Why ‘Altogether’?

Yoga is a sanskrit word. It translates as union, or bringing things together.

Altogether can mean complete. Yoga is a holistic practice and lifestyle, uniting body, mind, soul and spirit.

Yoga is one means by which we can connect with Om, the universal vibration that links all people and all things, and bring it all together.

What about yoga “in the altogether”?

Dancer at the rock


What sort of yoga do you teach?
The easiest answer to that is “your yoga”, because my teaching is grounded in offering my students guidance in how to shape their own practice according to what they feel they need and would like.

Safety is also a fundamental element. Numbers of injuries sustained during yoga are increasing, not least because numbers of people doing yoga are mushrooming, so one of my focuses is to help my students explore and celebrate their abilities without pushing things too far too fast and thus causing themselves harm.

Is it Hatha yoga?
Yes, because hatha, which translates from its original sanskrit as vigourous or intense, is widely used to describe any form of practice that includes poses/postures (asana) and breathing techniques (pranayama). Many of the more popular styles of yoga are forms of hatha, including:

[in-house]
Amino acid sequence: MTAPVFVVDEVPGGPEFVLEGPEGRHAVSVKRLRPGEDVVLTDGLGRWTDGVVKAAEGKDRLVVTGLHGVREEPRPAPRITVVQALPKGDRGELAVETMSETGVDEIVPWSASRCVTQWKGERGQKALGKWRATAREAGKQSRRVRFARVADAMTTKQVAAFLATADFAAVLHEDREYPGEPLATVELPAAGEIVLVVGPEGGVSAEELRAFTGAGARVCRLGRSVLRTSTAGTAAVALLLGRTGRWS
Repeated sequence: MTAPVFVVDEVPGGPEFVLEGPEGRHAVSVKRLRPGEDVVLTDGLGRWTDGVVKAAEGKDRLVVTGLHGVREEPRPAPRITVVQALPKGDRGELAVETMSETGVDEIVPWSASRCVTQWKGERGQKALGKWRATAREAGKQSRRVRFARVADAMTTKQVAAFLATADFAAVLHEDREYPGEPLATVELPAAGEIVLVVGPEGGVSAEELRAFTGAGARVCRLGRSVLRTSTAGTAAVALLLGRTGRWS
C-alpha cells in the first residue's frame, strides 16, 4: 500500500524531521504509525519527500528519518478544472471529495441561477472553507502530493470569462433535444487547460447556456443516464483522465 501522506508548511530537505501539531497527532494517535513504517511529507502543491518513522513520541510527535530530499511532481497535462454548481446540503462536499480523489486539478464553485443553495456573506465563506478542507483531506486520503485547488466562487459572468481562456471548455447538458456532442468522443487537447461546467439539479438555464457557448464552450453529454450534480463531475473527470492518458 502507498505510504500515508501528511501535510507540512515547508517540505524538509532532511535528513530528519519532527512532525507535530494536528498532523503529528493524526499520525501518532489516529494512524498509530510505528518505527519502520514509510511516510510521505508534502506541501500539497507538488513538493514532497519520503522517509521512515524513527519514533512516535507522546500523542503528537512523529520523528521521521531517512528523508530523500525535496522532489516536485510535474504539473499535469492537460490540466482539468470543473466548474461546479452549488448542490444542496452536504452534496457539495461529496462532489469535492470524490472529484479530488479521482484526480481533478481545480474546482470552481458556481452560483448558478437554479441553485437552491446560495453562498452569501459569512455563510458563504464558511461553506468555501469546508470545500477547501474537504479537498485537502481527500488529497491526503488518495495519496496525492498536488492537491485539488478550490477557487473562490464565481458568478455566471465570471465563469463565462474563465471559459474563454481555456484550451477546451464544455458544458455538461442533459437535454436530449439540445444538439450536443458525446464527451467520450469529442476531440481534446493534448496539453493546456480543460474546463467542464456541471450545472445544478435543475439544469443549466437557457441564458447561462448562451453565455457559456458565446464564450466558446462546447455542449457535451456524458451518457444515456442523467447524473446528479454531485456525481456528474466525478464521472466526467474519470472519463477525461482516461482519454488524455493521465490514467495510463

• Anusara
  • Ashtanga vinyasa
  • Desikachar (Viniyoga)
  • Iyengar
  • Kundalini
  • Scaravelli
  • Shadow
  • Sivananda

What is ‘partner yoga’?
It’s the practice of working in pairs or small groups. Most of my classes include partner poses because it’s very valuable to see your own movements reflected in others. It helps build trust and self-confidence. It also makes a very direct connection with one of  yoga’s guiding principles: connecting with yourself while at the same time connecting with the people and things around you.  And it’s fun.

The idea of connection also underlies the simplicity of this website. Connection is easier when things are not made unnecessarily complicated. You may have noticed that there is no Altogether Yoga logo. What purpose does a logo really serve? Similarly, I try to minimise my use of sanskrit terms, which are popular in some yoga circles. Yoga can be a precise and challenging discipline, both physically and mentally, so why complicate it further by communicating in two different languages at once, one of them virtually dead?